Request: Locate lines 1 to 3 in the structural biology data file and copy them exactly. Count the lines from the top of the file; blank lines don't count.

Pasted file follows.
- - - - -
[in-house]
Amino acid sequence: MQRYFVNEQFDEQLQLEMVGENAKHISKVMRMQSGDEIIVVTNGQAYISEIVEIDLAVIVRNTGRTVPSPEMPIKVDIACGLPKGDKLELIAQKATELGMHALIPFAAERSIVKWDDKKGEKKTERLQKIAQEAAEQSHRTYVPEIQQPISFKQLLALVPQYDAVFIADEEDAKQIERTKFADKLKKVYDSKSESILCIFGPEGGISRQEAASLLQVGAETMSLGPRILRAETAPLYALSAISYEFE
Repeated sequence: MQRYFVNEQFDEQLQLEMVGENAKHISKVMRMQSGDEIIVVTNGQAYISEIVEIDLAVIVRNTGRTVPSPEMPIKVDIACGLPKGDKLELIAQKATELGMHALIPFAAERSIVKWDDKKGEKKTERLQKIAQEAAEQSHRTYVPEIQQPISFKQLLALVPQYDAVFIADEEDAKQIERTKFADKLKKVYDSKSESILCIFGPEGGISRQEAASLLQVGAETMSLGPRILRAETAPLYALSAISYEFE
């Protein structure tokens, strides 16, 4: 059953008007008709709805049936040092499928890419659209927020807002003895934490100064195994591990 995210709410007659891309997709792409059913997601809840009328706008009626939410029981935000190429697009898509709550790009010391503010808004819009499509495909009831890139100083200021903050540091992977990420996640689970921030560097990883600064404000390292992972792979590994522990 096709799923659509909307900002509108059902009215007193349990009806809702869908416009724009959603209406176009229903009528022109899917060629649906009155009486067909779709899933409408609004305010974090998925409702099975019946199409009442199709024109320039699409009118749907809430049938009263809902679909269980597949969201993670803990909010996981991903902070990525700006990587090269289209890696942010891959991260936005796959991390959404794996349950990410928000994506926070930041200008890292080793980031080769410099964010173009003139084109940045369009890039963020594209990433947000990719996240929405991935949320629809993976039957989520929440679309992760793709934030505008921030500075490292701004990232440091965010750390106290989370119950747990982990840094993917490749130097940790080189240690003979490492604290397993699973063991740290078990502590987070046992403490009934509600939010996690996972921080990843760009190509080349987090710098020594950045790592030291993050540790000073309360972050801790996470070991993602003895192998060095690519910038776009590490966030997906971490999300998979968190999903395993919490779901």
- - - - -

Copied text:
[in-house]
Amino acid sequence: MQRYFVNEQFDEQLQLEMVGENAKHISKVMRMQSGDEIIVVTNGQAYISEIVEIDLAVIVRNTGRTVPSPEMPIKVDIACGLPKGDKLELIAQKATELGMHALIPFAAERSIVKWDDKKGEKKTERLQKIAQEAAEQSHRTYVPEIQQPISFKQLLALVPQYDAVFIADEEDAKQIERTKFADKLKKVYDSKSESILCIFGPEGGISRQEAASLLQVGAETMSLGPRILRAETAPLYALSAISYEFE
Repeated sequence: MQRYFVNEQFDEQLQLEMVGENAKHISKVMRMQSGDEIIVVTNGQAYISEIVEIDLAVIVRNTGRTVPSPEMPIKVDIACGLPKGDKLELIAQKATELGMHALIPFAAERSIVKWDDKKGEKKTERLQKIAQEAAEQSHRTYVPEIQQPISFKQLLALVPQYDAVFIADEEDAKQIERTKFADKLKKVYDSKSESILCIFGPEGGISRQEAASLLQVGAETMSLGPRILRAETAPLYALSAISYEFE